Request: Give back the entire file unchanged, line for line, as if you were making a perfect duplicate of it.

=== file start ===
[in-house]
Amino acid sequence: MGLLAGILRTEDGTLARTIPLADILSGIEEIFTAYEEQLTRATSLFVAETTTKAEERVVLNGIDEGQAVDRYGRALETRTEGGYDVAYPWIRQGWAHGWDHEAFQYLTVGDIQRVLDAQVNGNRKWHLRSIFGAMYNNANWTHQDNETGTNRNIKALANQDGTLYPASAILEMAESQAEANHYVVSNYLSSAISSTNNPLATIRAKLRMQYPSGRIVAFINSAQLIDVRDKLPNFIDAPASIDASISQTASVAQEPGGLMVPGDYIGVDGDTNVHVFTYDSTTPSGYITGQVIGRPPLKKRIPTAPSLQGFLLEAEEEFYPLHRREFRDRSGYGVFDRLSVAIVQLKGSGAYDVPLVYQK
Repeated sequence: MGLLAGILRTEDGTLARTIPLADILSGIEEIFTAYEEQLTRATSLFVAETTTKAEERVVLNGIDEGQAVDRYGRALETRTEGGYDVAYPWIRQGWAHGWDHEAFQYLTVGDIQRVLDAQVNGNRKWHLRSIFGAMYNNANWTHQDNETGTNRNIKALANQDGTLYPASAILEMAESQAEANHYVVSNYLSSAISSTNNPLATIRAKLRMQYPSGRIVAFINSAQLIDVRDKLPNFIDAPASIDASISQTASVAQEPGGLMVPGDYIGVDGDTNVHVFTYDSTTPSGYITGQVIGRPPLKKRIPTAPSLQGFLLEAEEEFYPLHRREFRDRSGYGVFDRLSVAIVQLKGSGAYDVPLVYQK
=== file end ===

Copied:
[in-house]
Amino acid sequence: MGLLAGILRTEDGTLARTIPLADILSGIEEIFTAYEEQLTRATSLFVAETTTKAEERVVLNGIDEGQAVDRYGRALETRTEGGYDVAYPWIRQGWAHGWDHEAFQYLTVGDIQRVLDAQVNGNRKWHLRSIFGAMYNNANWTHQDNETGTNRNIKALANQDGTLYPASAILEMAESQAEANHYVVSNYLSSAISSTNNPLATIRAKLRMQYPSGRIVAFINSAQLIDVRDKLPNFIDAPASIDASISQTASVAQEPGGLMVPGDYIGVDGDTNVHVFTYDSTTPSGYITGQVIGRPPLKKRIPTAPSLQGFLLEAEEEFYPLHRREFRDRSGYGVFDRLSVAIVQLKGSGAYDVPLVYQK
Repeated sequence: MGLLAGILRTEDGTLARTIPLADILSGIEEIFTAYEEQLTRATSLFVAETTTKAEERVVLNGIDEGQAVDRYGRALETRTEGGYDVAYPWIRQGWAHGWDHEAFQYLTVGDIQRVLDAQVNGNRKWHLRSIFGAMYNNANWTHQDNETGTNRNIKALANQDGTLYPASAILEMAESQAEANHYVVSNYLSSAISSTNNPLATIRAKLRMQYPSGRIVAFINSAQLIDVRDKLPNFIDAPASIDASISQTASVAQEPGGLMVPGDYIGVDGDTNVHVFTYDSTTPSGYITGQVIGRPPLKKRIPTAPSLQGFLLEAEEEFYPLHRREFRDRSGYGVFDRLSVAIVQLKGSGAYDVPLVYQK